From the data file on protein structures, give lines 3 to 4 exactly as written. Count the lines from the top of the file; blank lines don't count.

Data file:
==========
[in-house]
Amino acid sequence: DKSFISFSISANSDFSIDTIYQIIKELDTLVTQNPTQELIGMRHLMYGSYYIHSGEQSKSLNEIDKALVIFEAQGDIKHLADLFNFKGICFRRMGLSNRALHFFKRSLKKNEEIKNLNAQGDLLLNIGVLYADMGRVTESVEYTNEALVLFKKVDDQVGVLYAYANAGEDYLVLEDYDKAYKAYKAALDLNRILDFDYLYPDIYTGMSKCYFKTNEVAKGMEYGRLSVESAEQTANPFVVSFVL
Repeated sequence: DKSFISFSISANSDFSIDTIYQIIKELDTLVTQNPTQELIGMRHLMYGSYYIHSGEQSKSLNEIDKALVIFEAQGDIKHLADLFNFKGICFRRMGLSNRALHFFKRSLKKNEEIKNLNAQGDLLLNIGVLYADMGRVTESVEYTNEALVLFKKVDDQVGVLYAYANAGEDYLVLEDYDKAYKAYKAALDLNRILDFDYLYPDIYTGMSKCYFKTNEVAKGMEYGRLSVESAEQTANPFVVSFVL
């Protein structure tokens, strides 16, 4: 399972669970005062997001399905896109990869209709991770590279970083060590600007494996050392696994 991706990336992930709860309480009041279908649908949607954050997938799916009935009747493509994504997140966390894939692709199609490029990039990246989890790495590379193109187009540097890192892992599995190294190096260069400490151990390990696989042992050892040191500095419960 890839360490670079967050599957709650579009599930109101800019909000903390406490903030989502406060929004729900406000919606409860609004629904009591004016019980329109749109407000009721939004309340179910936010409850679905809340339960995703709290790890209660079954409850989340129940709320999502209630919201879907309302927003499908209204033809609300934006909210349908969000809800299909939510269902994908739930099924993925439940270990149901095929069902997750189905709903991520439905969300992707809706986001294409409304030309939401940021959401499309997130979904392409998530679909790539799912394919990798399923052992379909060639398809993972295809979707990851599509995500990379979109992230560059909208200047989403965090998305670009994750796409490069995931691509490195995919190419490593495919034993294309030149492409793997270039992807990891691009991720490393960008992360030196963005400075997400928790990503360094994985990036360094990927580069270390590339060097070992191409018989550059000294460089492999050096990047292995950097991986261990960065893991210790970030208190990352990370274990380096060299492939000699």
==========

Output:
Repeated sequence: DKSFISFSISANSDFSIDTIYQIIKELDTLVTQNPTQELIGMRHLMYGSYYIHSGEQSKSLNEIDKALVIFEAQGDIKHLADLFNFKGICFRRMGLSNRALHFFKRSLKKNEEIKNLNAQGDLLLNIGVLYADMGRVTESVEYTNEALVLFKKVDDQVGVLYAYANAGEDYLVLEDYDKAYKAYKAALDLNRILDFDYLYPDIYTGMSKCYFKTNEVAKGMEYGRLSVESAEQTANPFVVSFVL
């Protein structure tokens, strides 16, 4: 399972669970005062997001399905896109990869209709991770590279970083060590600007494996050392696994 991706990336992930709860309480009041279908649908949607954050997938799916009935009747493509994504997140966390894939692709199609490029990039990246989890790495590379193109187009540097890192892992599995190294190096260069400490151990390990696989042992050892040191500095419960 890839360490670079967050599957709650579009599930109101800019909000903390406490903030989502406060929004729900406000919606409860609004629904009591004016019980329109749109407000009721939004309340179910936010409850679905809340339960995703709290790890209660079954409850989340129940709320999502209630919201879907309302927003499908209204033809609300934006909210349908969000809800299909939510269902994908739930099924993925439940270990149901095929069902997750189905709903991520439905969300992707809706986001294409409304030309939401940021959401499309997130979904392409998530679909790539799912394919990798399923052992379909060639398809993972295809979707990851599509995500990379979109992230560059909208200047989403965090998305670009994750796409490069995931691509490195995919190419490593495919034993294309030149492409793997270039992807990891691009991720490393960008992360030196963005400075997400928790990503360094994985990036360094990927580069270390590339060097070992191409018989550059000294460089492999050096990047292995950097991986261990960065893991210790970030208190990352990370274990380096060299492939000699």